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Methods Mol Biol. 2019;1890:251-257. doi: 10.1007/978-1-4939-8900-3_21.

Analysis of FOXO3 Gene Polymorphisms Associated with Human Longevity.

Author information

1
Department of Research, Honolulu Heart Program/Honolulu-Asia Aging Study (HAAS), Kuakini Medical Center, Honolulu, HI, USA.
2
John A. Burns School of Medicine, University of Hawaii, Honolulu, HI, USA.
3
Institute for Biogenesis Research, University of Hawaii, Honolulu, HI, USA.
4
Department of Research, Honolulu Heart Program/Honolulu-Asia Aging Study (HAAS), Kuakini Medical Center, Honolulu, HI, USA. willcoxbj@gmail.com.
5
Department of Geriatric Medicine, John A. Burns School of Medicine, University of Hawaii, Honolulu, HI, USA. willcoxbj@gmail.com.

Abstract

Next-generation DNA sequencing has ushered in a new era of genotype-phenotype comparisons that have the potential to elucidate the genetic nature of complex traits. Since such methods rely on short sequence reads and since the human genome is composed largely of repetitive DNA elements larger than these read lengths many results cannot be mapped and are discarded, thus eliminating a large portion of the genome from analysis. Discerning associations in complex traits, such as longevity, will require either longer read lengths or methods to address these sequence complexities. Whole genome analysis, such as Genome Wide Association Studies (GWAS), also suffers from the repetitive nature of the human genome, as there exist many gaps in the availability of useable genetic markers, often in interesting regulatory regions. Methods are described here whereby some of these problems have been addressed by targeted DNA sequencing, full exploitation of available public databases, and a careful evaluation of genomic features where we use the FOXO3 gene as an example to identify functional variations and how they may relate to longevity.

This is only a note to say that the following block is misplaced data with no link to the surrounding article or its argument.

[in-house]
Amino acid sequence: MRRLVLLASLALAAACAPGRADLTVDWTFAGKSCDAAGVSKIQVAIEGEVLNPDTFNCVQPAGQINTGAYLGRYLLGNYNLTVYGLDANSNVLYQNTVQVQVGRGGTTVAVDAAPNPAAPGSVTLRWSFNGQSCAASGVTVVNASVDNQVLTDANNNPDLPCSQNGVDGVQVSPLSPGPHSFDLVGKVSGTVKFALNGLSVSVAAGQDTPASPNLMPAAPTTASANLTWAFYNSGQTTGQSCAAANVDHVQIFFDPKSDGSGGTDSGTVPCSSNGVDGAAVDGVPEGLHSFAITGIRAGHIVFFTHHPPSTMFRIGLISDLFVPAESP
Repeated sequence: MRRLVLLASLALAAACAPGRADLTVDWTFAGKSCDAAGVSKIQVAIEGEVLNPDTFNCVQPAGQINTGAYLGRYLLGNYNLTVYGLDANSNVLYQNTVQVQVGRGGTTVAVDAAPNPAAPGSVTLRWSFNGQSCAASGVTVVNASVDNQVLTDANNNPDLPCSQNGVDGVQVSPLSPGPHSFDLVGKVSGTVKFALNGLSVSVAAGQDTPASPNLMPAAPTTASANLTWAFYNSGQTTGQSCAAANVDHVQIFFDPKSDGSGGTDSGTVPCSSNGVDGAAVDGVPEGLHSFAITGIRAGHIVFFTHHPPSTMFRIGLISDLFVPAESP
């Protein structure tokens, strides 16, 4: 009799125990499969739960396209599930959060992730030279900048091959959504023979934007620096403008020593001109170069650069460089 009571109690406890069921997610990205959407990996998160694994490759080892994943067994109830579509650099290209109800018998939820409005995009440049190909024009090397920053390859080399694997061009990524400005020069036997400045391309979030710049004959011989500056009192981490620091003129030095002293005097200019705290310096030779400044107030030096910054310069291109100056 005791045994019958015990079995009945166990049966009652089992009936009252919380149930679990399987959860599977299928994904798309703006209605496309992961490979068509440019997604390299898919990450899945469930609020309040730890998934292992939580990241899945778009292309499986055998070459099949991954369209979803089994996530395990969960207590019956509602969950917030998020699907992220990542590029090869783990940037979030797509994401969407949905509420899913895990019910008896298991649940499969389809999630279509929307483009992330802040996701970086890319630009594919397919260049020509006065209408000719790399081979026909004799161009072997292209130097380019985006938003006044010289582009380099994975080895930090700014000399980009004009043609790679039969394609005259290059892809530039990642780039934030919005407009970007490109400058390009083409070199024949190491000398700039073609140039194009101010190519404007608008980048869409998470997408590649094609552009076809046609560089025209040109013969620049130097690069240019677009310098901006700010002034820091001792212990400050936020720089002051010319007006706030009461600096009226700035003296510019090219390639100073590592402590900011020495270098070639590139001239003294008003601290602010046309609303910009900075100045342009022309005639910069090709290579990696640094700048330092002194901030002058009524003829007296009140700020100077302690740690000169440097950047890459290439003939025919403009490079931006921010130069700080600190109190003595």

KEYWORDS:

Genome complexity; Long-range DNA sequencing; Long-range PCR; Repetitive DNA

PMID:
30414160
DOI:
10.1007/978-1-4939-8900-3_21
[Indexed for MEDLINE]

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